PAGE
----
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Is Apple Pricing XSive?

Apple has released their new iPhone XS range, but is the pricing XSive?

The new Apple XS is priced from $1,629 AUD and has a 5.8-inch Super Retina HD display and the XS Max starts at $1,799 AUD and comes with a 6.5-inch Super Retina HD display.

On Apple Australia’s website, they also have a XR which will be priced from $1,299 AUD and has a 6.1-inch Liquid Retina HD display, and lower specs such as lower screen resolution, no 3D touch, no telephoto camera, and water-resistant to a depth of 1 metre for up to 30 minutes, as opposed to 2 metres for the XS range (Source https://www.apple.com/au/iphone/compare/).

Table 1 below shows a list of basic details on the new iPhones available on Apple’s Australian website.

Table 1: iPhone models, screen sizes, and prices from Apple Apple’s Australian website

Source https://www.apple.com/au/iphone/compare/ 10/10/18 (Note the iPhone series 6 and SE specifications are listed, but I was unable to find any pricing on the site)

Sure, you can find the phones at lower prices, but they are still close to the prices on the Apple website. With money getting tighter and tighter, due to the rise of our costs of living including mandatory-like service charges (MLSC’s) and close to zero wage increases, consumers are being more picky than usual when it comes to big purchases.

When the very first iPhone was introduced, it was revolutionary and people camped out overnight just to be the first to become a proud owner of an iPhone. The latest launch of the XS range could be considered lacklustre, with only a small number of people lined up at Apple’s Sydney shopfront. Fair enough it could be that many people have pre-ordered on the net, but my belief which is yet to be confirmed, they are selling a lot less and it will be interesting when confirmed details come out.


The Product Life Cycle and iPhones

As smartphones go through the product life cycle from product development, introduction, growth, maturity, and decline, the knowledge of consumers improves which enables them to compare the different brands and models in the market and then judge this against the price of other mobile phones, and then determine the value. Added to this is we may be moving towards the old VHS vs Beta video tape scenario, where the market became polarised, and eventually there was one standard and ultimately one winner.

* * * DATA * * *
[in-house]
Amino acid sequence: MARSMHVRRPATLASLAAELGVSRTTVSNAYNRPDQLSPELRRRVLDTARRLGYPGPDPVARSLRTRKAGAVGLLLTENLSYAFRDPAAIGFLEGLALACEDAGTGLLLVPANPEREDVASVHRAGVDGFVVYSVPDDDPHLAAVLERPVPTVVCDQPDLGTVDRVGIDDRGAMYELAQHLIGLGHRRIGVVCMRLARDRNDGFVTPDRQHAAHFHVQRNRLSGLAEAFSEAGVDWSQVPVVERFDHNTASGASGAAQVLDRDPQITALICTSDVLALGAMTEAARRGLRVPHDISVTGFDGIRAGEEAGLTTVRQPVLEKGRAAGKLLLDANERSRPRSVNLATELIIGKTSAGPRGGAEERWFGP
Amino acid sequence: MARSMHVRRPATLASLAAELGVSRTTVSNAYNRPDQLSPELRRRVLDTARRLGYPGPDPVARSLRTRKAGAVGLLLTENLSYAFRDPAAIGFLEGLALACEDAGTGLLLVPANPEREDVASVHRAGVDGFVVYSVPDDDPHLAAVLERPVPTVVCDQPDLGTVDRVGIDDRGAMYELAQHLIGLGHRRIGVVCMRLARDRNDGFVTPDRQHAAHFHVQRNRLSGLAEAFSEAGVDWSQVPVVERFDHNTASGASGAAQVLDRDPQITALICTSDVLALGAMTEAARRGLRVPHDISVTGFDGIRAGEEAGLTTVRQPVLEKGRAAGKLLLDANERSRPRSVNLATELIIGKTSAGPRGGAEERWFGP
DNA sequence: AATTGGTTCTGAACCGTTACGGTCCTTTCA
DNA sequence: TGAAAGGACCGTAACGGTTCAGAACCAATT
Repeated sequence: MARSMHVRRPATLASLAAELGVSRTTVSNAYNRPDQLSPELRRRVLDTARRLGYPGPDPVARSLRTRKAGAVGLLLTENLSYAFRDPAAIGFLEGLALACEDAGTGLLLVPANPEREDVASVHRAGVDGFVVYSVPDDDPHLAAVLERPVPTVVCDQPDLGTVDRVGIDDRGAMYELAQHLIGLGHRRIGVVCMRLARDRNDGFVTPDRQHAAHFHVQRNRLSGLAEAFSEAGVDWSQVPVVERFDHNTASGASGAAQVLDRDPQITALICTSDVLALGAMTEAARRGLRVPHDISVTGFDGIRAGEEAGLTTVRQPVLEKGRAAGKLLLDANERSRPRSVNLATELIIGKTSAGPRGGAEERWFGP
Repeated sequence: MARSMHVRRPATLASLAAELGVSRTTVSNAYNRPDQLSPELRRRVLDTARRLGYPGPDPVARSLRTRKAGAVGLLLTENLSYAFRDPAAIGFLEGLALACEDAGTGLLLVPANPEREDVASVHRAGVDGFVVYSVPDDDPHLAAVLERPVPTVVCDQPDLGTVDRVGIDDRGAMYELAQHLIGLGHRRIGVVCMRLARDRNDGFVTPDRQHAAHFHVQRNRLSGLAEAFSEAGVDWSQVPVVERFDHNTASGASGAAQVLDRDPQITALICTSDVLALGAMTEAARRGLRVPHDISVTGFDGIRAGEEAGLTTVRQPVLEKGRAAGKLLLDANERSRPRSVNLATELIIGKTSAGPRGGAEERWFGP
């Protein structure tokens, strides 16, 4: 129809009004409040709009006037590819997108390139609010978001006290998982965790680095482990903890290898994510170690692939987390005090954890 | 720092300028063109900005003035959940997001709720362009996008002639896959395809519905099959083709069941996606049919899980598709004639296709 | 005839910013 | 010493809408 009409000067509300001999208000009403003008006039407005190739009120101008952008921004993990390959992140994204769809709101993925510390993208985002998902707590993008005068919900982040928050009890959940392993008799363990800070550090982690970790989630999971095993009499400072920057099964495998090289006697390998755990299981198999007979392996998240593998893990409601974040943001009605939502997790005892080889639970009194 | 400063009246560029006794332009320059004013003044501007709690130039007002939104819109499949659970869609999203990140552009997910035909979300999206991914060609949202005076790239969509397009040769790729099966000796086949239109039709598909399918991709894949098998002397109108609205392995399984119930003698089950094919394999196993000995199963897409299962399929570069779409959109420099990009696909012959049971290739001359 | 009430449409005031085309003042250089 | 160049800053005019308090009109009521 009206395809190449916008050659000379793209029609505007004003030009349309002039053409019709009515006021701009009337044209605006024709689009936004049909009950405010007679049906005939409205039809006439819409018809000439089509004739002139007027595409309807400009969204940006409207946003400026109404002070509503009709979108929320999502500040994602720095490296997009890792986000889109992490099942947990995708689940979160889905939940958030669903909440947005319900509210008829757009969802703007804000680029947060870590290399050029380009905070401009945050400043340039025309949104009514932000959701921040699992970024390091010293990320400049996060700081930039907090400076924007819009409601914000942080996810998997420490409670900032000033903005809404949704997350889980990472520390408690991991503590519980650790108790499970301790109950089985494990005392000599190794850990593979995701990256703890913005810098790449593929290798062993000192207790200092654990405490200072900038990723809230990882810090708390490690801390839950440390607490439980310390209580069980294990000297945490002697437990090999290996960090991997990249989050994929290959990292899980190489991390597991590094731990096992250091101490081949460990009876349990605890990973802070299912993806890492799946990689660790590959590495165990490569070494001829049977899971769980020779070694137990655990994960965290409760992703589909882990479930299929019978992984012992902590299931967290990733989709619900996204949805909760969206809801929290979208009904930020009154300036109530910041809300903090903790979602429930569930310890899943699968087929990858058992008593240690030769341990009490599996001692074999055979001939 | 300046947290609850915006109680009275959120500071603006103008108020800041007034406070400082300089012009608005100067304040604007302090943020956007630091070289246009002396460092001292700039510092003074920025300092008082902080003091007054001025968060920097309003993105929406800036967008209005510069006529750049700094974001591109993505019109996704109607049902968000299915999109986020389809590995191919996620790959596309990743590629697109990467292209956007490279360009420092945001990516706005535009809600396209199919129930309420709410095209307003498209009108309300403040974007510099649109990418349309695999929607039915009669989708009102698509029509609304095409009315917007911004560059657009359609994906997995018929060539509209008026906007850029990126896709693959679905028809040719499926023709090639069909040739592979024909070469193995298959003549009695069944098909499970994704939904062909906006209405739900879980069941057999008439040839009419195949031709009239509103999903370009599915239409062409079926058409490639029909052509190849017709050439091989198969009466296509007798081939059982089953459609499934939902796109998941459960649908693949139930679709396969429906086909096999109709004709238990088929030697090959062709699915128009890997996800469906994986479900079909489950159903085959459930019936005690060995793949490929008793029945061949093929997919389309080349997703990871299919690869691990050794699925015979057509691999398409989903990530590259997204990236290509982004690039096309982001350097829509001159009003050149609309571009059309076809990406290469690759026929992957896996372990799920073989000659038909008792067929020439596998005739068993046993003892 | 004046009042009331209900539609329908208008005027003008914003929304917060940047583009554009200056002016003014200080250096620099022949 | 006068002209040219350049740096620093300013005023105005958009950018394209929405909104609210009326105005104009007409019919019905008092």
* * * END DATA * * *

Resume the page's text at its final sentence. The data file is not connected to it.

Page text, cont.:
Apple has relied heavily on its style, quality, iTunes, app store, and new exciting features which consumers have been happy to pay for. Apple iPhones have been around since June 2007 and have sold over one billion units taking on the so called “dumbphone” big players at the time including Motorola, Nokia, Ericson, and Blackberry. Many buyers who purchased the early iPhones became very loyal and helped spread the word, and when their old iPhone required upgrading, they just took on a new model iPhone without considering the competition.

One key reason was that the switch costs of having to move away from Apple features such as iMessage, iTunes, Apple app store, and iCloud, as well as family, friends and associates using Apple’s made moving away from Apple seemingly impossible or just not worth the effort to change. Many consumers were also not aware of the growing Android market, despite the Android operating system-based phones being sold since September 2008. Windows and other brands such as Blackberry also introduced other operating systems that worked independently, or integrated Android into the software or applications. The features of the key potential players using the Android operating system were originally behind Apple, but as the years go by, Android’s software, app access, and associated phone features have improved and can now stand alongside Apple.

As the new Apple XS range is introduced, consumers will face many decisions including, “What is the price of brand loyalty?”, “What are the costs in terms of ceasing to use Apple dominated or associated features consumers have enjoyed versus switching to the Android platform?”, and “Are there other alternatives with the same features they actually need at a cheaper price?”.

The growing knowledge as well as the increasing competition of mobile phones with similar or even better features has meant past Apple iPhone users are looking around and considering moving across to the Android platform. My feeling is that Apple has not understood where they sit in the mobile phone product life cycle and hence have not paid attention to the growing price sensitivity and the reducing switching costs.  They should have considered introducing a wide enough range to fit this updated market, such as a range of phones with lower basic features (although it would have to be careful to not affect it’s quality/style etc positioning), and/or a middle range, as well as a high-end range. You could argue that they still have the iPhone 7 range promoted on their website, but even if they run the latest IOS, you can also argue that these are considered old in a rapidly changing market.

As a result, I believe that a larger than anticipated portion of the market will switch from the Apple to the Android platform for the simple reason that consumers understand their requirements and the available features better, and have the confidence to compare them.

Paying for features consumers originally thought were amazing, but either never used or now realise they are available on the Android platform does not make sense to a better educated market, and hence they will have to weigh up whether the new Apple range is XSive or not.

As a disclaimer, I am an avid Apple user.  I love their quality and technology, but on the same token, like many consumers, my knowledge has grown and as the new models come out, I need more and more convincing that I am getting value for money.